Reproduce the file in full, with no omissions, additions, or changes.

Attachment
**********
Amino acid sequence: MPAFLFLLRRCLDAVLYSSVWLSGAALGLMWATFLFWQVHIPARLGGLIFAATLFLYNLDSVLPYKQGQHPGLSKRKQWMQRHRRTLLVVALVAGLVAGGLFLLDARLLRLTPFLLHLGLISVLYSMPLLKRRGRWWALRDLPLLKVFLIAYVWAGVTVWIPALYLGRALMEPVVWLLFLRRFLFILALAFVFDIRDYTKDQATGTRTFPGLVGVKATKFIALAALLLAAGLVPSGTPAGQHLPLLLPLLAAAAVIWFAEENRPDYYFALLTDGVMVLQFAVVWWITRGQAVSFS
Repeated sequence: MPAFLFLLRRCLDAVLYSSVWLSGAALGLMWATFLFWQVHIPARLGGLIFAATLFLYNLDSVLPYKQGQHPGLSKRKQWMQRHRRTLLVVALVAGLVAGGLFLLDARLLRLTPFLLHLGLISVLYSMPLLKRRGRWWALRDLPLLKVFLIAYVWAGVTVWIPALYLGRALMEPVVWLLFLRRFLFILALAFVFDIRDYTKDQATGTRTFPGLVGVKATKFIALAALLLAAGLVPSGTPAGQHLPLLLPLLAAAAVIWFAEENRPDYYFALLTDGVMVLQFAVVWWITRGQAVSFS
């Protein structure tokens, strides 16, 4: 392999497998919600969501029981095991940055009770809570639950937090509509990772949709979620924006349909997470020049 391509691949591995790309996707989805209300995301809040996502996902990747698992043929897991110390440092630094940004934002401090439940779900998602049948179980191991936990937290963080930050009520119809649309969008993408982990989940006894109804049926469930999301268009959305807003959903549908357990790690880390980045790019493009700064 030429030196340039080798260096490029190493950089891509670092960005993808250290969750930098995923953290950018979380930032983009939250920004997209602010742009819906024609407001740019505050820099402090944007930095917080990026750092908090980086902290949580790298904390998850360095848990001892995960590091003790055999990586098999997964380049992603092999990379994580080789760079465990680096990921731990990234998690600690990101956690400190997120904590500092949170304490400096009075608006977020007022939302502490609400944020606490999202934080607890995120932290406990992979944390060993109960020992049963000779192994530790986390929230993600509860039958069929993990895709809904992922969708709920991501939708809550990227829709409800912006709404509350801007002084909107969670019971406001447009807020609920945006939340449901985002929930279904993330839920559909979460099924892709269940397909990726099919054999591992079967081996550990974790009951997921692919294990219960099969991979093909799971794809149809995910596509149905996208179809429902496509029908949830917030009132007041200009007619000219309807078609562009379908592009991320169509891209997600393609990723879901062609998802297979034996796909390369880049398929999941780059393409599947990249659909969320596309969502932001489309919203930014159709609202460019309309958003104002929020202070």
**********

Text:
Amino acid sequence: MPAFLFLLRRCLDAVLYSSVWLSGAALGLMWATFLFWQVHIPARLGGLIFAATLFLYNLDSVLPYKQGQHPGLSKRKQWMQRHRRTLLVVALVAGLVAGGLFLLDARLLRLTPFLLHLGLISVLYSMPLLKRRGRWWALRDLPLLKVFLIAYVWAGVTVWIPALYLGRALMEPVVWLLFLRRFLFILALAFVFDIRDYTKDQATGTRTFPGLVGVKATKFIALAALLLAAGLVPSGTPAGQHLPLLLPLLAAAAVIWFAEENRPDYYFALLTDGVMVLQFAVVWWITRGQAVSFS
Repeated sequence: MPAFLFLLRRCLDAVLYSSVWLSGAALGLMWATFLFWQVHIPARLGGLIFAATLFLYNLDSVLPYKQGQHPGLSKRKQWMQRHRRTLLVVALVAGLVAGGLFLLDARLLRLTPFLLHLGLISVLYSMPLLKRRGRWWALRDLPLLKVFLIAYVWAGVTVWIPALYLGRALMEPVVWLLFLRRFLFILALAFVFDIRDYTKDQATGTRTFPGLVGVKATKFIALAALLLAAGLVPSGTPAGQHLPLLLPLLAAAAVIWFAEENRPDYYFALLTDGVMVLQFAVVWWITRGQAVSFS
């Protein structure tokens, strides 16, 4: 392999497998919600969501029981095991940055009770809570639950937090509509990772949709979620924006349909997470020049 391509691949591995790309996707989805209300995301809040996502996902990747698992043929897991110390440092630094940004934002401090439940779900998602049948179980191991936990937290963080930050009520119809649309969008993408982990989940006894109804049926469930999301268009959305807003959903549908357990790690880390980045790019493009700064 030429030196340039080798260096490029190493950089891509670092960005993808250290969750930098995923953290950018979380930032983009939250920004997209602010742009819906024609407001740019505050820099402090944007930095917080990026750092908090980086902290949580790298904390998850360095848990001892995960590091003790055999990586098999997964380049992603092999990379994580080789760079465990680096990921731990990234998690600690990101956690400190997120904590500092949170304490400096009075608006977020007022939302502490609400944020606490999202934080607890995120932290406990992979944390060993109960020992049963000779192994530790986390929230993600509860039958069929993990895709809904992922969708709920991501939708809550990227829709409800912006709404509350801007002084909107969670019971406001447009807020609920945006939340449901985002929930279904993330839920559909979460099924892709269940397909990726099919054999591992079967081996550990974790009951997921692919294990219960099969991979093909799971794809149809995910596509149905996208179809429902496509029908949830917030009132007041200009007619000219309807078609562009379908592009991320169509891209997600393609990723879901062609998802297979034996796909390369880049398929999941780059393409599947990249659909969320596309969502932001489309919203930014159709609202460019309309958003104002929020202070």